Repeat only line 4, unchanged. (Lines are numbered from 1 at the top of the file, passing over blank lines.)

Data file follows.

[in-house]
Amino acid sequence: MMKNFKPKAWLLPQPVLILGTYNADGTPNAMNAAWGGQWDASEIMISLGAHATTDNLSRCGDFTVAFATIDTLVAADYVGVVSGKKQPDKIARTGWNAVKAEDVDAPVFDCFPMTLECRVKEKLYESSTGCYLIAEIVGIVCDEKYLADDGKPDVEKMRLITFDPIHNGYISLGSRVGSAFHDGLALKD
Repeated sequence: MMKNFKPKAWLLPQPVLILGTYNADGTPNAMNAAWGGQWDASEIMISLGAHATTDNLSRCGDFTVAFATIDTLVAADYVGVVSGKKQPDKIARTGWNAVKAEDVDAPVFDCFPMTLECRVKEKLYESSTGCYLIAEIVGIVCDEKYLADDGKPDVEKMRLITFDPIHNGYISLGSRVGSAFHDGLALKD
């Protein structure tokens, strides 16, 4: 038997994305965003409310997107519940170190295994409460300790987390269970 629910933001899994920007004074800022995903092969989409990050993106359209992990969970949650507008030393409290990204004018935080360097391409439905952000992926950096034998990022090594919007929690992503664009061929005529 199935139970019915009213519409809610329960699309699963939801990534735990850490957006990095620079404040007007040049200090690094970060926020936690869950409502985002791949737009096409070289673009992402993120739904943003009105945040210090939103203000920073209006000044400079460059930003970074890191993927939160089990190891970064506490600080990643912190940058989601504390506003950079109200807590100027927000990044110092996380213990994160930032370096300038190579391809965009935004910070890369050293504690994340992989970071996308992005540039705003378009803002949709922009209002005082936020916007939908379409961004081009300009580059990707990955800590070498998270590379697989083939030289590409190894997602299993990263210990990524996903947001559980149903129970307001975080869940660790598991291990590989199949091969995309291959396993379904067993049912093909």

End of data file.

């Protein structure tokens, strides 16, 4: 038997994305965003409310997107519940170190295994409460300790987390269970 629910933001899994920007004074800022995903092969989409990050993106359209992990969970949650507008030393409290990204004018935080360097391409439905952000992926950096034998990022090594919007929690992503664009061929005529 199935139970019915009213519409809610329960699309699963939801990534735990850490957006990095620079404040007007040049200090690094970060926020936690869950409502985002791949737009096409070289673009992402993120739904943003009105945040210090939103203000920073209006000044400079460059930003970074890191993927939160089990190891970064506490600080990643912190940058989601504390506003950079109200807590100027927000990044110092996380213990994160930032370096300038190579391809965009935004910070890369050293504690994340992989970071996308992005540039705003378009803002949709922009209002005082936020916007939908379409961004081009300009580059990707990955800590070498998270590379697989083939030289590409190894997602299993990263210990990524996903947001559980149903129970307001975080869940660790598991291990590989199949091969995309291959396993379904067993049912093909």